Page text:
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Cree artist bringing back a lost art form

Thin flexible pieces of the bark of birch trees are used.

SASKATOON — Pat Bruderer is the carrier of an ancient art form called birchbark biting. It almost disappeared during cultural genocide experienced by Indigenous Peoples during colonization.

Birchbark biting is an art form where artists bite the thin and flexible bark of birch trees using eyeteeth or cuspids to create intricate designs used as patterns for quill work and other art forms. Indigenous artists also use birchbark biting to entertain through storytelling.

Bruderer is holding an exhibit at Wanuskewin Heritage Park’s West Gallery featuring biting that is practiced by Algonquian and Anishinaabeg people (Odawa, Ojibwe and Potawatomi) and Cree.

Her exhibit, Biting Back: Our Cultural Resilience, opened July 30 with a runway show of her clothing designs and jewelry as well as a ballet performance by her niece Mikaila Meehan and her grandson Jordee Sinclair. It will run until Oct. 4.

Bruderer, who is a member of the Peter Ballantyne Cree Nation who is Assin’skowitiniwak (Rocky Cree), said that she is a self-taught birchbark biting artist and learned about the almost lost artform after seeing Angelique Merasty’s work.

“It is like a lot of our things have gotten lost because of colonization and residential schools,” Bruderer told SASKTODAY.

Indigenous children were forcibly taken from their communities by the government to attend residential schools and assimilate into Western culture. They were not allowed to speak their language or practise their own culture and if caught doing so, they were punished.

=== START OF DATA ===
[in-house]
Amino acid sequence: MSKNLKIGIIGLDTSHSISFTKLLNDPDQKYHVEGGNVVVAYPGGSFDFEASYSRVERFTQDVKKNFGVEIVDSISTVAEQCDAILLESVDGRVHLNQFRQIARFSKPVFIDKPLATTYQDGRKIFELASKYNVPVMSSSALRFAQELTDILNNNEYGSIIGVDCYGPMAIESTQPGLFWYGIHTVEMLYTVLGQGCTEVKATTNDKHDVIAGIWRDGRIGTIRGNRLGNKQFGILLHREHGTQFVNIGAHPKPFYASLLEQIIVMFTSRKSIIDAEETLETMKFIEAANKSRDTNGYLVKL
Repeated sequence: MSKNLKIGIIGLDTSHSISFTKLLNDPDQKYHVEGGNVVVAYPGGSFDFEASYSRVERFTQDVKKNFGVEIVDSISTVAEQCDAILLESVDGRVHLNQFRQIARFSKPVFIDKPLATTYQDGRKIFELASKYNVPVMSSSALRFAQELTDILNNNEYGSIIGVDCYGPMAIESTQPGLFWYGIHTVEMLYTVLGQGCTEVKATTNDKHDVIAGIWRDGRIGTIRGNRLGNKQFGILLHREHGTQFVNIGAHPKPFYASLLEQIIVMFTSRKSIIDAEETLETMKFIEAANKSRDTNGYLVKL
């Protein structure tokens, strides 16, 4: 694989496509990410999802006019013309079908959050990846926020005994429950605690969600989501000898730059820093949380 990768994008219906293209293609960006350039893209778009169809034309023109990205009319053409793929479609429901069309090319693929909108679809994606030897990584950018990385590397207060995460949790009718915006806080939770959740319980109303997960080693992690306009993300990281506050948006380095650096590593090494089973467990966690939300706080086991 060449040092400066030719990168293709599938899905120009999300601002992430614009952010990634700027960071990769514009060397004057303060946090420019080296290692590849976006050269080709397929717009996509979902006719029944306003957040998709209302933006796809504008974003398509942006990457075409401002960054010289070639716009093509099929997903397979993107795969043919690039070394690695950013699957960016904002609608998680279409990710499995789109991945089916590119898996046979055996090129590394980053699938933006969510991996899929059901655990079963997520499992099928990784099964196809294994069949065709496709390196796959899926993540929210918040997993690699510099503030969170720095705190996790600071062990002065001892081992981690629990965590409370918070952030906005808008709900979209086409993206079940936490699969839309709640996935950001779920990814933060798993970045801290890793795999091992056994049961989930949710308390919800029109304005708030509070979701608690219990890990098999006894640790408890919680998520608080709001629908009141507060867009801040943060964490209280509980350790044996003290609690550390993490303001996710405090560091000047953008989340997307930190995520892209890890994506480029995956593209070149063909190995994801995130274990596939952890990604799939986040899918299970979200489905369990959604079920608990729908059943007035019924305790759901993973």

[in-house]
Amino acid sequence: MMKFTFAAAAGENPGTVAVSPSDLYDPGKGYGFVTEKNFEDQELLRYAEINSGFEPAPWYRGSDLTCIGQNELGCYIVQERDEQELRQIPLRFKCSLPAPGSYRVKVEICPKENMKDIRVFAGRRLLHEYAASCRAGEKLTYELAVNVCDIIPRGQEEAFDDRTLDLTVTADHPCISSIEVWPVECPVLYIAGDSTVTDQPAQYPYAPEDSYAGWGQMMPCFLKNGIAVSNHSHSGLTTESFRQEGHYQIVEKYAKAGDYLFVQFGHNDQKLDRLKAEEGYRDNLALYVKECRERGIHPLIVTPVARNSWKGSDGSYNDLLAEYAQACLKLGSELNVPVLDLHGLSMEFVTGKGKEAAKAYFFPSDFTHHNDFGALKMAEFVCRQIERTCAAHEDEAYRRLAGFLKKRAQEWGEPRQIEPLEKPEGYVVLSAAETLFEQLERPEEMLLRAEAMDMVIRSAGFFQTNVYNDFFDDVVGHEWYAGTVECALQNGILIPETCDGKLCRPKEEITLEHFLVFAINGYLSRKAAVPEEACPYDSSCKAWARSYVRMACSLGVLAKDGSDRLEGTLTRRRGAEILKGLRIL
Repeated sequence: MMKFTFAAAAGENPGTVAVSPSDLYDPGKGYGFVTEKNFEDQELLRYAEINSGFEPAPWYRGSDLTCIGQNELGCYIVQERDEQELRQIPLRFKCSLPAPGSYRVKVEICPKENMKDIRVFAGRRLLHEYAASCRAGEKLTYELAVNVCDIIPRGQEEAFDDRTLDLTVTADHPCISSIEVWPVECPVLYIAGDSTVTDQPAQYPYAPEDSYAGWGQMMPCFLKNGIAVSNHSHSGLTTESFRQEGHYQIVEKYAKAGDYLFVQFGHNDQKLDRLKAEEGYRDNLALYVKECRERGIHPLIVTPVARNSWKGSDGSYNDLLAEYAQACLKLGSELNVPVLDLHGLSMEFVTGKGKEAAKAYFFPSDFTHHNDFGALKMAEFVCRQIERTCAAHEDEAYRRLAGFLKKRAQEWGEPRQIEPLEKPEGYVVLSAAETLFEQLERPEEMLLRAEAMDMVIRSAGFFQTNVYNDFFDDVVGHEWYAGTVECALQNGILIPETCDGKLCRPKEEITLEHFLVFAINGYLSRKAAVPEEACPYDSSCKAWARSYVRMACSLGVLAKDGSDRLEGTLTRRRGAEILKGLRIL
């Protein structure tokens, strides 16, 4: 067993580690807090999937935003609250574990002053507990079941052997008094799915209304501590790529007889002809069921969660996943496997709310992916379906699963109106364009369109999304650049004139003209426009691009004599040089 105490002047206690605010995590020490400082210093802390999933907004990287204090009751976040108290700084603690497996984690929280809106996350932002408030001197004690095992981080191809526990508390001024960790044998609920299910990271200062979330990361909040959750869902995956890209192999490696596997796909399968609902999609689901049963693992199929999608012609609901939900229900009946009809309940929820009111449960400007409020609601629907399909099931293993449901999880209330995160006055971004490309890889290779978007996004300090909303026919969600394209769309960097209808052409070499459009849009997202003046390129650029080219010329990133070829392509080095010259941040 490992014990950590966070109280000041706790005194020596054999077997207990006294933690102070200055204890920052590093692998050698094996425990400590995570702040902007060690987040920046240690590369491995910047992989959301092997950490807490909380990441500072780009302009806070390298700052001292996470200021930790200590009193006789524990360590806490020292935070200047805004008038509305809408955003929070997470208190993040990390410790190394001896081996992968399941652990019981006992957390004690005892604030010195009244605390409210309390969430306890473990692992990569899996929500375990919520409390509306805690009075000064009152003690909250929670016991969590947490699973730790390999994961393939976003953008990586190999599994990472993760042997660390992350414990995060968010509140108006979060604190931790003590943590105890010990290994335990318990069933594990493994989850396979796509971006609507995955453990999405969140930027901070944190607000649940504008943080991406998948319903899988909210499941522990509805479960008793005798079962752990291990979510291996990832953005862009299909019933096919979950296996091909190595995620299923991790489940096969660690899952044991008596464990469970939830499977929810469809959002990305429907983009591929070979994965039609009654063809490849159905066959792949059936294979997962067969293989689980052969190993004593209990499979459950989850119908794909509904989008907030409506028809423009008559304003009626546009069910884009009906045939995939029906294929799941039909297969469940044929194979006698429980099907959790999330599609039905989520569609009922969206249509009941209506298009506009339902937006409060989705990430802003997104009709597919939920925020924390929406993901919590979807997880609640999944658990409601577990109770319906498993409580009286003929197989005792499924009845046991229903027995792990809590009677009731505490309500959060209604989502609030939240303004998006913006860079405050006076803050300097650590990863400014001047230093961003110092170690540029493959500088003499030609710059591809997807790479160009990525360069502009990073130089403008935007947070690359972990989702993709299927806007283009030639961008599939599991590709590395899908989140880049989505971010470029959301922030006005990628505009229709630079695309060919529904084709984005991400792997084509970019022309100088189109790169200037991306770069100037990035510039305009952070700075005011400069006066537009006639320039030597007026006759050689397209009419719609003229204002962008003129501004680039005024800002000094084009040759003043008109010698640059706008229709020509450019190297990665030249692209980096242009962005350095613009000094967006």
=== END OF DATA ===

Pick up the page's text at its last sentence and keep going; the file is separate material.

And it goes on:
However, Bruderer said that she was pleased that awareness of the issue has been discussed by survivors as elders, knowledge keepers and artists like her have been slowly bringing back parts of their culture for the next generation to learn.

“I already passed it [birchbark biting] to two generations in my family to all my children and grandchildren,” she said.

“We’ve been working with this [exhibit] for a year, but COVID delayed us. I was going to work with people in Manitoba, but I ended up working with people in B.C. A lot of the people who helped me are family members,” added Bruderer.

The exhibit features 30 years of hard work by Bruderer in creating designs that were then put into clothing, jewelry and other accessories like a handbag. She had also incorporated her designs into works that are laser etched into metal and parfleche.

She said that she wanted to show the beauty and uniqueness of the cultures and traditions of Indigenous people, hoping that visitors would learn more through her exhibit.

"When I say Biting Back: Our Cultural Resilience, we look at the stories in the past and we bring it forward. My show is about the cultural resilience that our ancestors had. Our people were already here for thousands of years. They predated the pyramids," she said.

Bruderer also shared a story of what her mother went through after getting lost in the Northern Canadian wilderness for nine days in 1944, battling for her life and conquering the brutal winter weather.

“She would walk at night and sleep during the day because she knew she would freeze to death if she slept at night. She used her traditional knowledge to survive and followed the caribou. She survived with no matches or food, in the winter in the barren land,” she said.

Bruderer was born and raised in Churchill, Man., and currently resides in British Columbia. She is active as a volunteer and continues to teach in First Nations communities and schools across the country the art of birch bark biting.